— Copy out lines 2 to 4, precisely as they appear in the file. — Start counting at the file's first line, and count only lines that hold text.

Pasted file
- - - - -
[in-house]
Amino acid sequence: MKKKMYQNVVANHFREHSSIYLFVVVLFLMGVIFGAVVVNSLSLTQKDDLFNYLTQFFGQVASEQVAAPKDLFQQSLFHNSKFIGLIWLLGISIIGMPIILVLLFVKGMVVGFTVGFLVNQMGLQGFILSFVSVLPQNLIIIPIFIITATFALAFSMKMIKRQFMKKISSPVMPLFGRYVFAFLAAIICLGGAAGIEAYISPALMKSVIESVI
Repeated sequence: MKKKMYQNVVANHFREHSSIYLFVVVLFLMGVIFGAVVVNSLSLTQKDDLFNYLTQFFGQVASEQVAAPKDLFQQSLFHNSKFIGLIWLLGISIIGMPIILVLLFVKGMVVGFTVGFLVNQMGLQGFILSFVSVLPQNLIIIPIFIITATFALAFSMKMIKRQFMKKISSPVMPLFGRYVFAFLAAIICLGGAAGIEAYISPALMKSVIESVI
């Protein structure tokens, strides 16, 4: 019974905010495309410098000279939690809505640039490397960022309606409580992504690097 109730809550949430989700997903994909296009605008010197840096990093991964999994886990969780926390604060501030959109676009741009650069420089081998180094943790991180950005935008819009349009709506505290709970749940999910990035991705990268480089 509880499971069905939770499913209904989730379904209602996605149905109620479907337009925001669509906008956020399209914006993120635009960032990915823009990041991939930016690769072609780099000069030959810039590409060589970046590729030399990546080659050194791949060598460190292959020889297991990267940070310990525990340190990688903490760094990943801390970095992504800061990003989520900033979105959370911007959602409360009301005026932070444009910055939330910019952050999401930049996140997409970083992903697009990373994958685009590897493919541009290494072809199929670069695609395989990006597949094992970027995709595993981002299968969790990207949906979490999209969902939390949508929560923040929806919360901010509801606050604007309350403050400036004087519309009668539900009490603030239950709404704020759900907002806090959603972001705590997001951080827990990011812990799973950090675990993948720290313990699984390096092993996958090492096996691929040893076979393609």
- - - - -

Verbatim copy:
Amino acid sequence: MKKKMYQNVVANHFREHSSIYLFVVVLFLMGVIFGAVVVNSLSLTQKDDLFNYLTQFFGQVASEQVAAPKDLFQQSLFHNSKFIGLIWLLGISIIGMPIILVLLFVKGMVVGFTVGFLVNQMGLQGFILSFVSVLPQNLIIIPIFIITATFALAFSMKMIKRQFMKKISSPVMPLFGRYVFAFLAAIICLGGAAGIEAYISPALMKSVIESVI
Repeated sequence: MKKKMYQNVVANHFREHSSIYLFVVVLFLMGVIFGAVVVNSLSLTQKDDLFNYLTQFFGQVASEQVAAPKDLFQQSLFHNSKFIGLIWLLGISIIGMPIILVLLFVKGMVVGFTVGFLVNQMGLQGFILSFVSVLPQNLIIIPIFIITATFALAFSMKMIKRQFMKKISSPVMPLFGRYVFAFLAAIICLGGAAGIEAYISPALMKSVIESVI
């Protein structure tokens, strides 16, 4: 019974905010495309410098000279939690809505640039490397960022309606409580992504690097 109730809550949430989700997903994909296009605008010197840096990093991964999994886990969780926390604060501030959109676009741009650069420089081998180094943790991180950005935008819009349009709506505290709970749940999910990035991705990268480089 509880499971069905939770499913209904989730379904209602996605149905109620479907337009925001669509906008956020399209914006993120635009960032990915823009990041991939930016690769072609780099000069030959810039590409060589970046590729030399990546080659050194791949060598460190292959020889297991990267940070310990525990340190990688903490760094990943801390970095992504800061990003989520900033979105959370911007959602409360009301005026932070444009910055939330910019952050999401930049996140997409970083992903697009990373994958685009590897493919541009290494072809199929670069695609395989990006597949094992970027995709595993981002299968969790990207949906979490999209969902939390949508929560923040929806919360901010509801606050604007309350403050400036004087519309009668539900009490603030239950709404704020759900907002806090959603972001705590997001951080827990990011812990799973950090675990993948720290313990699984390096092993996958090492096996691929040893076979393609």